With this post I will have given report on my annual end-of-year book blitz for 2008 (the two or three weeks after administering exams), in which I make an attempt to go through books of interest which are typically outside of my immediate range of research and reading. (This also explains why so many reviews as of late.) I read this one first, thinking I might not find it the most fascinating and would perhaps want an escape. In reality, however, it was one of my favorite reads of the entire year.
This book is excellent.
Joel Green offers here not only an examination into the biblical portrait of humanity which explores research in the neurosciences (an area he is interacting with on post-graduate levels), but demonstrates how theological interpretation ought to be conducted in light of the world which surrounds the academic community. Not apologizing for his stance on biblical commitment, Green is unafraid to engage the sciences and show how both can benefit from the other.
Chapter One: For many, this chapter alone will prove to be worth the price of the book. Green addresses the natural quest of humanity to find itself, to discover its own story, and to place itself within the created order. In setting up this discussion, he rightly asserts that this requires a humbling of humanity by both the journey itself and the discoveries which are made. This is especially true for journeys of faith, ". . . namely, the realization that the Bible is about God, first and foremost, and only derivatively about us" (3). As to why one should engage science, Green rightly comments, ". . . that science already informs exegesis; it is only a question of which science or whose, good science or bad" (21, emphasis in original).
Chapter Two: Here the author takes on the question, "What does it mean to be human?" Exploring both scientific and biblical data, Green does not allow the historian to enter in with the assumption that the ancients already had a singular and complete view of the person (cf. 49f.). What is found in the Bible is more of an eschatological dualism rather than an anthropological one (cf. 59). Though Green makes more solid points than I can point out here, one particular emphasis which comes to the fore is the understanding that relationship is a key component to the nature of humanity.
Chapter Three: Sin and freedom are given attention in this chapter, with Green's response to various scientific challenges to the nature of Christian ethics and a portion of the biblical discussion of how sin and freedom affect the nature of humanity. On the latter he keeps to the writings of Peter, James and Paul. Summarizing by way of his conclusion on the Pauline perspective: "Required, rather, is human change, a theological transformation - a deep-seated conversion of one's conception of God and, thus, in one's commitments, attitudes, and everyday practices" (103). Simply: this is about who we are and what we do.
Chapter Four: What then of salvation? Green turns to this topic here by focussing on the Lukan material of the NT (and the concept of "embodied conversion" (109)). What is especially interesting here - keeping in mind the neurosciences - is the summons repeatedly found in Luke-Acts of acting out one's conversion commitment. There is a sense (and one might easily think of some of the church fathers and early monastic writers) that doing solidifies theological commitment on this: ". . . in order to make life-events meaningful, we must conceptualize them and we do so in terms of well-worn paths in our brains . . ." (118). The outlook would thus turn to prayer and witness.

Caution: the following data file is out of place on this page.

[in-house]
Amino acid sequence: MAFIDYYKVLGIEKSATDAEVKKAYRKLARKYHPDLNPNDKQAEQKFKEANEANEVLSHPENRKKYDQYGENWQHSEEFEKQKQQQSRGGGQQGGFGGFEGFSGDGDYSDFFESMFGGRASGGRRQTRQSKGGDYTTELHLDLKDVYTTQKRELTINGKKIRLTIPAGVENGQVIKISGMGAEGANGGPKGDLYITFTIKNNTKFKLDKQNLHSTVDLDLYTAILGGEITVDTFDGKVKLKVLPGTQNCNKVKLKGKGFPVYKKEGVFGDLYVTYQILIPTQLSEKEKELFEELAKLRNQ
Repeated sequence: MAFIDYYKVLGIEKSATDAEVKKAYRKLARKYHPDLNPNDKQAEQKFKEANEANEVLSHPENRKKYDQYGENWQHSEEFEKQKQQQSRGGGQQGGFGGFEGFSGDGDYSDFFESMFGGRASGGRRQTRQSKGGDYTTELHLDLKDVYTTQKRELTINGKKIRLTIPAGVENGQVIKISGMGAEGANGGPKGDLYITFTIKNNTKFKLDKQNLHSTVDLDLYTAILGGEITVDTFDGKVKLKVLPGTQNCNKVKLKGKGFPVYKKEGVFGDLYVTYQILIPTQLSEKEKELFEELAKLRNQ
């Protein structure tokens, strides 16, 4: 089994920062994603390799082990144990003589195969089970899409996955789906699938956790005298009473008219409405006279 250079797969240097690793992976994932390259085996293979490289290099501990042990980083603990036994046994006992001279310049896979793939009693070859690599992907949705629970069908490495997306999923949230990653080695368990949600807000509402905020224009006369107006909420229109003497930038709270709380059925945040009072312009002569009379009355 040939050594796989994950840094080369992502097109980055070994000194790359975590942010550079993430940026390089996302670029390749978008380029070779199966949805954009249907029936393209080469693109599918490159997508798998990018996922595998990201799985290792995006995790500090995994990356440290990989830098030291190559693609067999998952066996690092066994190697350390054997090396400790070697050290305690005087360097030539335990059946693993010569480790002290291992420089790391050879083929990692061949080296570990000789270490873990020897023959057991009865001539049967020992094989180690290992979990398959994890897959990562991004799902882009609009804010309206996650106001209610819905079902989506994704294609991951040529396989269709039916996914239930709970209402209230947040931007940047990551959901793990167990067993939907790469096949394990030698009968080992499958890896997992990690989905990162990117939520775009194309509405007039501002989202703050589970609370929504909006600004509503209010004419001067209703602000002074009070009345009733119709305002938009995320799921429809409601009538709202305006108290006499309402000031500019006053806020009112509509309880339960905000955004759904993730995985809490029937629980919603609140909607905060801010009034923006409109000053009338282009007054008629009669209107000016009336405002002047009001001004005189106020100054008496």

Chapter Five: The final chapter appropriately considers the resurrection of the body, a view of what it means to be truly human (at least for the Christian). I appreciate Green's interaction with Hasker's emergent dualism in this section but would like to have seen more conclusive statements guiding me along with his own thought in comparison (142-143). Setting the NT data for resurrection among the restoration of Israel (he is correct in doing so), Green explores statements regarding an intermediate state as well as the final outcome for the people of God. One specific mark of humanity worth mentioning here is that the conception in the mind of the ancient Israelites does not always match up with our ethereal understandings of the afterlife: "The Israelite has a sense of self above all in relation to the people of God, and this in relation to the covenant and promises of the God of Israel" (169).
The hope for humanity being fully alive is well understood through the conclusions which Green draws from the Pauline perspective. In the Corinthian correspondence the apostle speaks of the person being clothed in Christ which will replace the nakedness of our existence. Since the concept of nakedness meant certain public and moral shame, there is great meaning here for the hope of all humanity to come and put on the fullness of their being as found in the resurrection of the Messiah.